13. Malo D, Vogan K, Vidal S, Hu J, Cellier M, Schurr E, et al. Haplotype mapping and sequence analysis of the mouse Nramp gene predict susceptibility to infection with intracellular parasites. Genomics. 1994;23(1):51–61.View ArticlePubMedGoogle Scholar
  14. Barbacid M. Ras genes. Annu Rev Biochem. 1987;56(1):779–827.View ArticlePubMedGoogle Scholar
  15. Bourne HR, Sanders DA, McCormick F. The GTPase superfamily: a conserved switch for diverse cell functions. Nature. 1990;348(6297):125–32.View ArticlePubMedGoogle Scholar
  16. Bourne HR, Sanders DA, McCormick F. The GTPase superfamily: conserved structure and molecular mechanism. Nature. 1991;349(6305):117–27.View ArticlePubMedGoogle Scholar
  17. Pereira-Leal JB, Seabra MC. The mammalian Rab family of small GTPases: definition of family and subfamily sequence motifs suggests a mechanism for functional specificity in the Ras superfamily. J Mol Biol. 2000;301(4):1077–87.View ArticlePubMedGoogle Scholar
  18. Patel N, Singh SB, Basu SK, Mukhopadhyay A. Leishmania requires Rab7-mediated degradation of endocytosed hemoglobin for their growth. Proc Natl Acad Sci. 2008;105(10):3980–5.PubMed CentralView ArticlePubMedGoogle Scholar
  19. Chenik M, Chaabouni N, Achour-Chenik YB, Ouakad M, Lakhal-Naouar I, Louzir H, et al. Identification of a new developmentally regulated Leishmania major large RAB GTPase. Biochem Biophys Res Commun. 2006;341(2):541–8.View ArticlePubMedGoogle Scholar
  20. Singh SB, Tandon R, Krishnamurthy G, Vikram R, Sharma N, Basu SK, et al. Rab5‐mediated endosome–endosome fusion regulates hemoglobin endocytosis in Leishmania donovani. EMBO J. 2003;22(21):5712–22.PubMed CentralView ArticlePubMedGoogle Scholar
  21. Berriman M, Ghedin E, Hertz-Fowler C, Blandin G, Renauld H, Bartholomeu DC, et al. The genome of the African trypanosome Trypanosoma brucei. Science. 2005;309(5733):416–22.View ArticlePubMedGoogle Scholar
  22. Pereira-Leal JB, Seabra MC. Evolution of the Rab family of small GTP-binding proteins. J Mol Biol. 2001;313(4):889–901.View ArticlePubMedGoogle Scholar
  23. Mackiewicz P, Wyroba E. Phylogeny and evolution of Rab7 and Rab9 proteins. BMC Evol Biol. 2009;9(1):101.PubMed CentralView ArticlePubMedGoogle Scholar
  24. Ackers JP, Dhir V, Field MC. A bioinformatic analysis of the RAB genes of Trypanosoma brucei. Mol Biochem Parasitol. 2005;141(1):89–97.View ArticlePubMedGoogle Scholar
  25. Field MC, Natesan SKA, Gabernet‐Castello C, Lila Koumandou V. Intracellular trafficking in the trypanosomatids. Traffic. 2007;8(6):629–39.View ArticlePubMedGoogle Scholar
  26. Klöpper TH, Kienle N, Fasshauer D, Munro S. Untangling the evolution of Rab G proteins: implications of a comprehensive genomic analysis. BMC Biol. 2012;10(1):71.PubMed CentralView ArticlePubMedGoogle Scholar
  27. Diniz MC, Costa MP, Pacheco AC, Kamimura MT, Silva SC, Carneiro LD, et al. Actin-interacting and flagellar proteins in Leishmania spp.: Bioinformatics predictions to functional assignments in phagosome formation. Genet Mol Biol. 2009;32(3):652–65.PubMed CentralView ArticlePubMedGoogle Scholar
  28. Real F, Mortara RA. The diverse and dynamic nature of Leishmania parasitophorous vacuoles studied by multidimensional imaging. PLoS Negl Trop Dis. 2012;6(2), e1518.PubMed CentralView ArticlePubMedGoogle Scholar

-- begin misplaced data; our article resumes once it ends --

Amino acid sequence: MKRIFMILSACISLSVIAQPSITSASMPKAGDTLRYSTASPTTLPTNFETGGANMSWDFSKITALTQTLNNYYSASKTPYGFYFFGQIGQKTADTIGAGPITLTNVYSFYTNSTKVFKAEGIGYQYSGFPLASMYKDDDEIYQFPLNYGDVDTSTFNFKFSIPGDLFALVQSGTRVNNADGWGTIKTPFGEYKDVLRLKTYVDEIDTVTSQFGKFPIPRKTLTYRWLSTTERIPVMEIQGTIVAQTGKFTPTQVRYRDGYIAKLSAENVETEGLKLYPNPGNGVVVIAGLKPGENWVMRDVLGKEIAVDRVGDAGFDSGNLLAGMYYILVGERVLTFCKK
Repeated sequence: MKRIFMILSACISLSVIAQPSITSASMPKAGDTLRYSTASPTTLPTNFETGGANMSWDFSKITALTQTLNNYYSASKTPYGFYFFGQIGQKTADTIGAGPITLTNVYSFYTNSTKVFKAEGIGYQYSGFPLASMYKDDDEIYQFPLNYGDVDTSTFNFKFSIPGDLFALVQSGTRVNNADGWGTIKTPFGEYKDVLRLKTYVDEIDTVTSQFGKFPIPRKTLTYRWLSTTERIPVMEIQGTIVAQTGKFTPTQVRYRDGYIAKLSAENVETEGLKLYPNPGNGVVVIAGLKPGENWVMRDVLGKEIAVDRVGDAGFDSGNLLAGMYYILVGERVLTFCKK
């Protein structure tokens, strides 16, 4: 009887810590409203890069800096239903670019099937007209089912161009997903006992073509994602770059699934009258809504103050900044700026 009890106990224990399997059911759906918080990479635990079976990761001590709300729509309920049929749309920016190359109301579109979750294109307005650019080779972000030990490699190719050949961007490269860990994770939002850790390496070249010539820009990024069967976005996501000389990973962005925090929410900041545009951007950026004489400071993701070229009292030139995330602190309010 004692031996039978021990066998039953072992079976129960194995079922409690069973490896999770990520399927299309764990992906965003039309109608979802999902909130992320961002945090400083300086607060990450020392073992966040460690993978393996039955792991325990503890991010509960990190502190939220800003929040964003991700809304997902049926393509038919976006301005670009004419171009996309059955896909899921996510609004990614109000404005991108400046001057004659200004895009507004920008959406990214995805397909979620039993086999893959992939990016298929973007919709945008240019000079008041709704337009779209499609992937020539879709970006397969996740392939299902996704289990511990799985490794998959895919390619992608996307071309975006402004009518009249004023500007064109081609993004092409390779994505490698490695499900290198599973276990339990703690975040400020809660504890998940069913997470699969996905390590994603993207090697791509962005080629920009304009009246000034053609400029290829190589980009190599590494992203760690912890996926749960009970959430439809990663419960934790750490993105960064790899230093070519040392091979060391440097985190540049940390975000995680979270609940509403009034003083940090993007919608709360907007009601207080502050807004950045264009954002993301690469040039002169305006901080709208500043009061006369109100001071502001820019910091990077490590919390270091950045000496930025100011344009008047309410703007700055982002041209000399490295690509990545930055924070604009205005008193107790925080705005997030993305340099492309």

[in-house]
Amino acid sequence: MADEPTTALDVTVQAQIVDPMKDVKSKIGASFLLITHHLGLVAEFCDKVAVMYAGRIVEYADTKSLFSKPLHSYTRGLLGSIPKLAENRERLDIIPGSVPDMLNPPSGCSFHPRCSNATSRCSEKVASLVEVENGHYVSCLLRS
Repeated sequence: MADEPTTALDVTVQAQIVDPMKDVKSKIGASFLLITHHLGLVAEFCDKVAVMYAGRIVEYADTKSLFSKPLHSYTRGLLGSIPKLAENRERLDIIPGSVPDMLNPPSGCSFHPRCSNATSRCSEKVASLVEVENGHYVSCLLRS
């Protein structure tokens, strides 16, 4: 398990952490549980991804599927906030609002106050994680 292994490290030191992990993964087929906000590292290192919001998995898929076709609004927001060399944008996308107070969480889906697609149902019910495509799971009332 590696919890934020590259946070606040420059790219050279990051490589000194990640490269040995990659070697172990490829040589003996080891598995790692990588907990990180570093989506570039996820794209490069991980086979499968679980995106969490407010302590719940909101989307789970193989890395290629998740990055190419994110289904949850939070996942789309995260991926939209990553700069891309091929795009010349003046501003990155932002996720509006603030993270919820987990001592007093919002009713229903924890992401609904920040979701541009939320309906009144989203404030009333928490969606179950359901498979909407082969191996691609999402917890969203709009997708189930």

29. Bucci C, Parton RG, Mather IH, Stunnenberg H, Simons K, Hoflack B, et al. The small GTPase rab5 functions as a regulatory factor in the early endocytic pathway. Cell. 1992;70(5):715–28.View ArticlePubMedGoogle Scholar
  30. Ghosh SS, Mukerjee S, Adhya S. Chromosome profile of Leishmania donovani: Interstrain and interspecific variations. J Biosci. 1998;23(3):247–54.View ArticleGoogle Scholar
  31. Marotta DE, Gerald N, Dwyer DM. Rab5b localization to early endosomes in the protozoan human pathogen Leishmania donovani. Mol Cell Biochem. 2006;292(1–2):107–17.View ArticlePubMedGoogle Scholar
  32. Ambit A, Woods KL, Cull B, Coombs GH, Mottram JC. Morphological events during the cell cycle of Leishmania major. Eukaryot Cell. 2011;10(11):1429–38.PubMed CentralView ArticlePubMedGoogle Scholar
  33. Bush J, Temesvari L, Rodriguez-Paris J, Buczynski G, Cardelli J. A role for a Rab4-like GTPase in endocytosis and in regulation of contractile vacuole structure and function in Dictyostelium discoideum. Mol Biol Cell. 1996;7(10):1623–38.PubMed CentralView ArticlePubMedGoogle Scholar
  34. Harris E, Cardelli J. RabD, a Dictyostelium Rab14-related GTPase, regulates phagocytosis and homotypic phagosome and lysosome fusion. J Cell Sci. 2002;115(18):3703–13.View ArticlePubMedGoogle Scholar
  35. Frei SB, Rahl PB, Nussbaum M, Briggs BJ, Calero M, Janeczko S, et al. Bioinformatic and comparative localization of Rab proteins reveals functional insights into the uncharacterized GTPases Ypt10p and Ypt11p. Mol Cell Biol. 2006;26(19):7299–317.View ArticleGoogle Scholar
  36. Recchi C, Seabra MC. Rab GTPases and their interacting proteins in health and disease: novel functions for Rab GTPases in multiple aspects of tumour progression. Biochem Soc Trans. 2012;40(Pt 6):1398.PubMed CentralView ArticlePubMedGoogle Scholar
  37. Shan J, Mason JM, Yuan L, Barcia M, Porti D, Calabro A, et al. Rab6c, a new member of the rab gene family, is involved in drug resistance in MCF7/AdrR cells. Gene. 2000;257(1):67–75.View ArticlePubMedGoogle Scholar